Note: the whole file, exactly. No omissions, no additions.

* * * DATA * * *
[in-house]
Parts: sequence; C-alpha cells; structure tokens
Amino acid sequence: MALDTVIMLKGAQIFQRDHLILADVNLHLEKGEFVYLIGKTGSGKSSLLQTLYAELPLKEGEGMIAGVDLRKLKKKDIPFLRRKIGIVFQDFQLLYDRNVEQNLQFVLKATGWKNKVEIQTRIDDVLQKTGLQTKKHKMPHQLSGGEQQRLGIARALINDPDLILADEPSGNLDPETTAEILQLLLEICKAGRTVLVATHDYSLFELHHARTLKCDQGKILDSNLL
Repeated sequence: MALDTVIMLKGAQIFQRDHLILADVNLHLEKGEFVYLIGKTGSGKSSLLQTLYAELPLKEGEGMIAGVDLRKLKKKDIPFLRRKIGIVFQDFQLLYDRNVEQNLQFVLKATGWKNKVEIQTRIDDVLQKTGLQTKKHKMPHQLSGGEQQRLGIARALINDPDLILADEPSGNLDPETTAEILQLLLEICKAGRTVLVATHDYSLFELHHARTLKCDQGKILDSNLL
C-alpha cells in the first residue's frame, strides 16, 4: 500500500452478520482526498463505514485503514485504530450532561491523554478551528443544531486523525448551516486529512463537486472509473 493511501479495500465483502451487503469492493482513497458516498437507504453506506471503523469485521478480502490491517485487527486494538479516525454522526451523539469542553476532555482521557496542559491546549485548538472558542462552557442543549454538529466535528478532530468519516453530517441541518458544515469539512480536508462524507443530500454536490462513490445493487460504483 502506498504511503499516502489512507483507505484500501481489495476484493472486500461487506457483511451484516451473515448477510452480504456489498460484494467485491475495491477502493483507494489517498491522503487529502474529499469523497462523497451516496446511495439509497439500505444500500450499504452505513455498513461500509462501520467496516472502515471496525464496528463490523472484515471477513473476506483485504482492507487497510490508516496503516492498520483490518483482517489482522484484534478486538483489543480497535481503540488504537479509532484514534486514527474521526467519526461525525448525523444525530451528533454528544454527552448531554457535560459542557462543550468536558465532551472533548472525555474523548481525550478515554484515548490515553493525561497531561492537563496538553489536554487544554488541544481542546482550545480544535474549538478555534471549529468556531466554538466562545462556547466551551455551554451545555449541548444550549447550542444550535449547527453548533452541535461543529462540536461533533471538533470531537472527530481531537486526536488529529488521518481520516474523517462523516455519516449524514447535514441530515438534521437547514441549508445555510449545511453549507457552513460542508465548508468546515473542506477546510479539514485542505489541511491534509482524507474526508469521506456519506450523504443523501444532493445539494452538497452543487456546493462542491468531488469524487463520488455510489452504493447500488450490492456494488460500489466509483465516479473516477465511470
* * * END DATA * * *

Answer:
[in-house]
Parts: sequence; C-alpha cells; structure tokens
Amino acid sequence: MALDTVIMLKGAQIFQRDHLILADVNLHLEKGEFVYLIGKTGSGKSSLLQTLYAELPLKEGEGMIAGVDLRKLKKKDIPFLRRKIGIVFQDFQLLYDRNVEQNLQFVLKATGWKNKVEIQTRIDDVLQKTGLQTKKHKMPHQLSGGEQQRLGIARALINDPDLILADEPSGNLDPETTAEILQLLLEICKAGRTVLVATHDYSLFELHHARTLKCDQGKILDSNLL
Repeated sequence: MALDTVIMLKGAQIFQRDHLILADVNLHLEKGEFVYLIGKTGSGKSSLLQTLYAELPLKEGEGMIAGVDLRKLKKKDIPFLRRKIGIVFQDFQLLYDRNVEQNLQFVLKATGWKNKVEIQTRIDDVLQKTGLQTKKHKMPHQLSGGEQQRLGIARALINDPDLILADEPSGNLDPETTAEILQLLLEICKAGRTVLVATHDYSLFELHHARTLKCDQGKILDSNLL
C-alpha cells in the first residue's frame, strides 16, 4: 500500500452478520482526498463505514485503514485504530450532561491523554478551528443544531486523525448551516486529512463537486472509473 493511501479495500465483502451487503469492493482513497458516498437507504453506506471503523469485521478480502490491517485487527486494538479516525454522526451523539469542553476532555482521557496542559491546549485548538472558542462552557442543549454538529466535528478532530468519516453530517441541518458544515469539512480536508462524507443530500454536490462513490445493487460504483 502506498504511503499516502489512507483507505484500501481489495476484493472486500461487506457483511451484516451473515448477510452480504456489498460484494467485491475495491477502493483507494489517498491522503487529502474529499469523497462523497451516496446511495439509497439500505444500500450499504452505513455498513461500509462501520467496516472502515471496525464496528463490523472484515471477513473476506483485504482492507487497510490508516496503516492498520483490518483482517489482522484484534478486538483489543480497535481503540488504537479509532484514534486514527474521526467519526461525525448525523444525530451528533454528544454527552448531554457535560459542557462543550468536558465532551472533548472525555474523548481525550478515554484515548490515553493525561497531561492537563496538553489536554487544554488541544481542546482550545480544535474549538478555534471549529468556531466554538466562545462556547466551551455551554451545555449541548444550549447550542444550535449547527453548533452541535461543529462540536461533533471538533470531537472527530481531537486526536488529529488521518481520516474523517462523516455519516449524514447535514441530515438534521437547514441549508445555510449545511453549507457552513460542508465548508468546515473542506477546510479539514485542505489541511491534509482524507474526508469521506456519506450523504443523501444532493445539494452538497452543487456546493462542491468531488469524487463520488455510489452504493447500488450490492456494488460500489466509483465516479473516477465511470